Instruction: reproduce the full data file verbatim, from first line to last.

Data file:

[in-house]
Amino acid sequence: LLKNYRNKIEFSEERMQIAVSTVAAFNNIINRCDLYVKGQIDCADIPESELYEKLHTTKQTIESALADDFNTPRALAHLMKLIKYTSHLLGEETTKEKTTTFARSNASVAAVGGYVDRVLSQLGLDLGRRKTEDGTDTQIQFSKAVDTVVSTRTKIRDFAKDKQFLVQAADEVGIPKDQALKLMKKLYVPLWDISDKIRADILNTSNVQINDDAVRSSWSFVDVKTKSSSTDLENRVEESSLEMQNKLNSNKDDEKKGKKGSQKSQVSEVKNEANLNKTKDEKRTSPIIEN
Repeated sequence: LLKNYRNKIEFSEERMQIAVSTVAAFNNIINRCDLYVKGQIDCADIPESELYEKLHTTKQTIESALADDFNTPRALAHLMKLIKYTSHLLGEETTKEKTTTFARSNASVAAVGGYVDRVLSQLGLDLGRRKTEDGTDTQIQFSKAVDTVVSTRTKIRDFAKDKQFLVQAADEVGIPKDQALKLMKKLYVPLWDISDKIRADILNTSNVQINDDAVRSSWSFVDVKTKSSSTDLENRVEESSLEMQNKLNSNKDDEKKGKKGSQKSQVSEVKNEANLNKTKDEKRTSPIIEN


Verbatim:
[in-house]
Amino acid sequence: LLKNYRNKIEFSEERMQIAVSTVAAFNNIINRCDLYVKGQIDCADIPESELYEKLHTTKQTIESALADDFNTPRALAHLMKLIKYTSHLLGEETTKEKTTTFARSNASVAAVGGYVDRVLSQLGLDLGRRKTEDGTDTQIQFSKAVDTVVSTRTKIRDFAKDKQFLVQAADEVGIPKDQALKLMKKLYVPLWDISDKIRADILNTSNVQINDDAVRSSWSFVDVKTKSSSTDLENRVEESSLEMQNKLNSNKDDEKKGKKGSQKSQVSEVKNEANLNKTKDEKRTSPIIEN
Repeated sequence: LLKNYRNKIEFSEERMQIAVSTVAAFNNIINRCDLYVKGQIDCADIPESELYEKLHTTKQTIESALADDFNTPRALAHLMKLIKYTSHLLGEETTKEKTTTFARSNASVAAVGGYVDRVLSQLGLDLGRRKTEDGTDTQIQFSKAVDTVVSTRTKIRDFAKDKQFLVQAADEVGIPKDQALKLMKKLYVPLWDISDKIRADILNTSNVQINDDAVRSSWSFVDVKTKSSSTDLENRVEESSLEMQNKLNSNKDDEKKGKKGSQKSQVSEVKNEANLNKTKDEKRTSPIIEN